The State Treasury publishes a quarterly review, which includes information on recent developments in debt management and an outlook for the upcoming quarter. The next Quarterly Review will be published on 31 March 2017.
Quarterly Review 4/2016
Outlook for the Finnish economy and public finances
Finnish GDP is predicted to grow much faster in 2016 than earlier expected. The Ministry of Finance expects the Finnish economy to grow by 1.6% in 2016. Output growth in 2016 has been broad-based, but clearly driven by domestic demand.
As regards next year, the Ministry’s growth forecast is 0.9%. Public consumption will contract in 2017 as the government’s adjustment measures lower operational costs of the central and local government, thereby contributing negatively to GDP growth.
Exports will pick up in 2017. The Competitiveness Pact agreement reached by the labour market organisations will improve the price competitiveness of Finnish business and industry and increase exports and employment in the coming years. The current account will still show small deficits in 2017. The employment outlook has improved and the unemployment rate will decline. The projected unemployment rate for 2017 is 8.5%. Consumer price inflation will pick up to 1.3% next year.*
Finland’s general government deficit will decrease in 2016 and come well within the 3% of GDP reference value. The central government and local authorities are in deficit but the earnings-related pension sector is showing a surplus. The challenge of balancing public finances is compounded by population ageing, which is driving up pension expenditure as well as health care and long-term care costs.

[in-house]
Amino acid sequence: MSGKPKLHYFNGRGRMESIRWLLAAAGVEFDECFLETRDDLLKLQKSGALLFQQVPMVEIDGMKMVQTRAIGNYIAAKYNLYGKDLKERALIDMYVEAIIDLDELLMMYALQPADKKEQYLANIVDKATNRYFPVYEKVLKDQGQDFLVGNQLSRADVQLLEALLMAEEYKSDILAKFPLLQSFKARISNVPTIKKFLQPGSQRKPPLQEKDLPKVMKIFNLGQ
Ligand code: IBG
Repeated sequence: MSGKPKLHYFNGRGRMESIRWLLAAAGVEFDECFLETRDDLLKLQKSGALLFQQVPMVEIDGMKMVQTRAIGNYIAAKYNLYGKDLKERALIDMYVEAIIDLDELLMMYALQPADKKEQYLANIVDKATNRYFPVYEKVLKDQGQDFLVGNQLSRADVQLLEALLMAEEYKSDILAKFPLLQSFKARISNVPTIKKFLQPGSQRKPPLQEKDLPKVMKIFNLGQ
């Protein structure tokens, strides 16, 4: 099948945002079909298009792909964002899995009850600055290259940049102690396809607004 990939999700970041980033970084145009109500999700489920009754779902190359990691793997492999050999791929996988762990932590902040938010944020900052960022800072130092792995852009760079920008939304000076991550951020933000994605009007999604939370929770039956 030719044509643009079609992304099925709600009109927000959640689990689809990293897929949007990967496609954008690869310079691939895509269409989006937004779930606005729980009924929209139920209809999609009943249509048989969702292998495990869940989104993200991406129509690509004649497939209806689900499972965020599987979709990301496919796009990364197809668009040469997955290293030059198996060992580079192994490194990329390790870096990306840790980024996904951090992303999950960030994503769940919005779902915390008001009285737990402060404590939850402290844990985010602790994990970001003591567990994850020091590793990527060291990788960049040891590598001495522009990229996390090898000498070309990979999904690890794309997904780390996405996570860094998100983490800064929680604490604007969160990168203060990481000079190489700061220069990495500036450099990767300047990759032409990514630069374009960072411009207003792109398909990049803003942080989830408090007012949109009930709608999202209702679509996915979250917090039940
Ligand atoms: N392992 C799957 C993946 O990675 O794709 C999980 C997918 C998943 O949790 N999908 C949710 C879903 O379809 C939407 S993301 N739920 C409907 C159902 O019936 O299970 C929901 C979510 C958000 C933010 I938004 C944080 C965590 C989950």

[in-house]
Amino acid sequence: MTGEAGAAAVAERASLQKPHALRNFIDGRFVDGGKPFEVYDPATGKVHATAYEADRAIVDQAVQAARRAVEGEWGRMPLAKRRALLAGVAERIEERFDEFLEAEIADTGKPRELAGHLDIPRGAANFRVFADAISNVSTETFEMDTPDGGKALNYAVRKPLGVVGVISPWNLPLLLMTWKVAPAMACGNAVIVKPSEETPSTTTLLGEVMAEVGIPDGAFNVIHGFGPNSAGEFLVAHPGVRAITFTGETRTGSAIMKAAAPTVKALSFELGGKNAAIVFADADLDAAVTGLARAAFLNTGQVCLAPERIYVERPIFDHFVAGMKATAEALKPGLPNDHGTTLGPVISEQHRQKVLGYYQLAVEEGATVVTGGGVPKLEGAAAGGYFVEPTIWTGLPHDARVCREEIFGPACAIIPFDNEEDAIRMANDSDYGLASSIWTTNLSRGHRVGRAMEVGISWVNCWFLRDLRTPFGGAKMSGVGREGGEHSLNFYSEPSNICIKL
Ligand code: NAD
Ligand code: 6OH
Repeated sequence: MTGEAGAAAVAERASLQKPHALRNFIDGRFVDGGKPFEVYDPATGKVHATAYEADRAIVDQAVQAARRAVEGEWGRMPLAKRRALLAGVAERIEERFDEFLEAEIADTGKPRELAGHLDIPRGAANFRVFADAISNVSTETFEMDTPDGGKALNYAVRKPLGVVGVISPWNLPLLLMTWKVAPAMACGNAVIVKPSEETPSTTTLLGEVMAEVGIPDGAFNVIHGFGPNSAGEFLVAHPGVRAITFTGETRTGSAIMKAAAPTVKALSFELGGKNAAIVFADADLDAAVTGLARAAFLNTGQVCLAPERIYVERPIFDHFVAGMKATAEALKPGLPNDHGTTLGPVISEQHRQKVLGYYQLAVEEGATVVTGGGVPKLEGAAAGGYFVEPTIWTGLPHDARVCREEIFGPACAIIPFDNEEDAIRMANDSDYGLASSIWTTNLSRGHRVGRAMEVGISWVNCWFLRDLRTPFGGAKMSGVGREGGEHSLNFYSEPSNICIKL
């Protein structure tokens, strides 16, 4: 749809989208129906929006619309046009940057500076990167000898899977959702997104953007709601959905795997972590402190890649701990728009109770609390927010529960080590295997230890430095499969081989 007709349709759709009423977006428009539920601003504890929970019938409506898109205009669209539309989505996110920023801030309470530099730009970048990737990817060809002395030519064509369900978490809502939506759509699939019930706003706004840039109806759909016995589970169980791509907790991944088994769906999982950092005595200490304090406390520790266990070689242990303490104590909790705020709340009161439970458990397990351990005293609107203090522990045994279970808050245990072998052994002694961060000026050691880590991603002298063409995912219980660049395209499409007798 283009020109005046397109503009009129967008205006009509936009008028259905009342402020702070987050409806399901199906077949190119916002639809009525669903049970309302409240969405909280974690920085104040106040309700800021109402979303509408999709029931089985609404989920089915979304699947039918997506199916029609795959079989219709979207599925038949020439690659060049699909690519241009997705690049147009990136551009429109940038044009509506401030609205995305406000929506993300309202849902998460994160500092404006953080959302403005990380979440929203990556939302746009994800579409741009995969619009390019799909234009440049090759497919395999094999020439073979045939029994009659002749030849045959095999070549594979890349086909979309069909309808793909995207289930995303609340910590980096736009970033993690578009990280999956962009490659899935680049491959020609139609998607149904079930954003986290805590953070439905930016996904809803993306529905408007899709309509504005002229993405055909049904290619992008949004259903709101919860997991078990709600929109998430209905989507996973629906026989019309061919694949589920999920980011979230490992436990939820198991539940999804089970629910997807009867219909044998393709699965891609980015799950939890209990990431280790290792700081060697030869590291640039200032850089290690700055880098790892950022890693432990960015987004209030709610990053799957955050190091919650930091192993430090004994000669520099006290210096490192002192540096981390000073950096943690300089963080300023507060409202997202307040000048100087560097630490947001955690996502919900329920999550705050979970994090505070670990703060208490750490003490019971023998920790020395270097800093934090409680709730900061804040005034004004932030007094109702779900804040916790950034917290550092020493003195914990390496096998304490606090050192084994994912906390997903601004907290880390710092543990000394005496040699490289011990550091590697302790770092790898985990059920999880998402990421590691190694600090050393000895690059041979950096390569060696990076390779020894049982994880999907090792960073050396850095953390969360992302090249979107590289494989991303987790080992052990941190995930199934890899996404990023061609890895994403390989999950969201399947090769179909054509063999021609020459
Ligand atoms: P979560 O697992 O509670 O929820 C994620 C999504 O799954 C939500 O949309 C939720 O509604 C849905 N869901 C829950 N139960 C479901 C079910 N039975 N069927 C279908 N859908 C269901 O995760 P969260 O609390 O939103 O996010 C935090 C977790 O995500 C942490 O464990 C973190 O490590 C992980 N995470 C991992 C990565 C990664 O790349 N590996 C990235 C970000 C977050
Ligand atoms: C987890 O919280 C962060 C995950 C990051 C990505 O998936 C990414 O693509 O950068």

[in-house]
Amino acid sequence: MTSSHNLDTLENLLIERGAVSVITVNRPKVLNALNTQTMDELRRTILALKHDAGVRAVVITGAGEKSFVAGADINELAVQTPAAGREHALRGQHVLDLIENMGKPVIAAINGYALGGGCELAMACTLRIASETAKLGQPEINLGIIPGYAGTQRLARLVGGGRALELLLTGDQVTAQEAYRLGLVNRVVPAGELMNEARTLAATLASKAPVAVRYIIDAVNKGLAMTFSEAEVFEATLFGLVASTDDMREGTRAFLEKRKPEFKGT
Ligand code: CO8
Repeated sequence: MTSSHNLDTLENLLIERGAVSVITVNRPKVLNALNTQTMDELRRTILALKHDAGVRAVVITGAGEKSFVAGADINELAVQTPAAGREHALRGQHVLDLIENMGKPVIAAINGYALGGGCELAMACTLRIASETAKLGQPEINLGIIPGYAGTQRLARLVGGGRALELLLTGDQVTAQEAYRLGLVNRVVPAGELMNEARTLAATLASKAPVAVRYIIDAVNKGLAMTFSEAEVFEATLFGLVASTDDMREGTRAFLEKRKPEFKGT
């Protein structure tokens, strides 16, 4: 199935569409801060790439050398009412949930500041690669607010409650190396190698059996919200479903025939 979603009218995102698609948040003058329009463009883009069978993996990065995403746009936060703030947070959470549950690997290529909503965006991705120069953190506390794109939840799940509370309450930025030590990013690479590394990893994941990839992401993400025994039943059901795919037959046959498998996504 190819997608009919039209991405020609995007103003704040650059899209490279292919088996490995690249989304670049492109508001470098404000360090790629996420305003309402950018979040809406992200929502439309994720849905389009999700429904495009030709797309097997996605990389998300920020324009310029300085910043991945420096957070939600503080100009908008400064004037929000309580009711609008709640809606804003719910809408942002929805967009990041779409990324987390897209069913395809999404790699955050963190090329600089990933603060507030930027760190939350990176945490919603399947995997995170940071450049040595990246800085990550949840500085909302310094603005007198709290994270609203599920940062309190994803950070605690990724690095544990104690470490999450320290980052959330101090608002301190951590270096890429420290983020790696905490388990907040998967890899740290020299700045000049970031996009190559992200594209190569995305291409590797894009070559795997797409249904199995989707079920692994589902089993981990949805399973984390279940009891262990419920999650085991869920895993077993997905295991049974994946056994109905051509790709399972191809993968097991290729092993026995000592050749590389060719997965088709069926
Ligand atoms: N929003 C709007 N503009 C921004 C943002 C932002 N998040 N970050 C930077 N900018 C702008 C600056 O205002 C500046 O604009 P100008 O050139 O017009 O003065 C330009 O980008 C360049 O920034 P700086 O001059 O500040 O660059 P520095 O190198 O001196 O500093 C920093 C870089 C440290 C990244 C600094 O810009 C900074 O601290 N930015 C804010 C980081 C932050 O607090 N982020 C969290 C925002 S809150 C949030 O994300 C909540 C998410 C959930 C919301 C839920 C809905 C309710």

The general government debt-to-GDP ratio will continue to rise in the next few years. At the end of 2016, the public debt stands at 63.7% in relation to GDP. The central government debt is slightly over EUR 100 billion at the end of 2016, i.e. 47.7% in relation to GDP, at the same level as a year ago.
Finland’s relatively strong public finances and modern economy, among many other things, are reflected in Finland’s rather high credit ratings. The central government of Finland has solicited credit ratings from three credit rating agencies: S&P Global Ratings, Moody's Investors Service and Fitch Ratings. For long-term debt, they are AA+, Aa1 and AA+, respectively.
Review of Treasury operations by the State Treasury, October to December
In the final quarter of the year, the Republic of Finland conducted two tap auctions of euro-denominated government benchmark bonds. The first of these was held on Tuesday 25 October for the bond maturing on 15 April 2031. The total amount of bids in the auction was EUR 1 486 million, and the accepted amount was EUR 1 001 million. This brought the outstanding amount of the bond to EUR 4 501 million after the auction.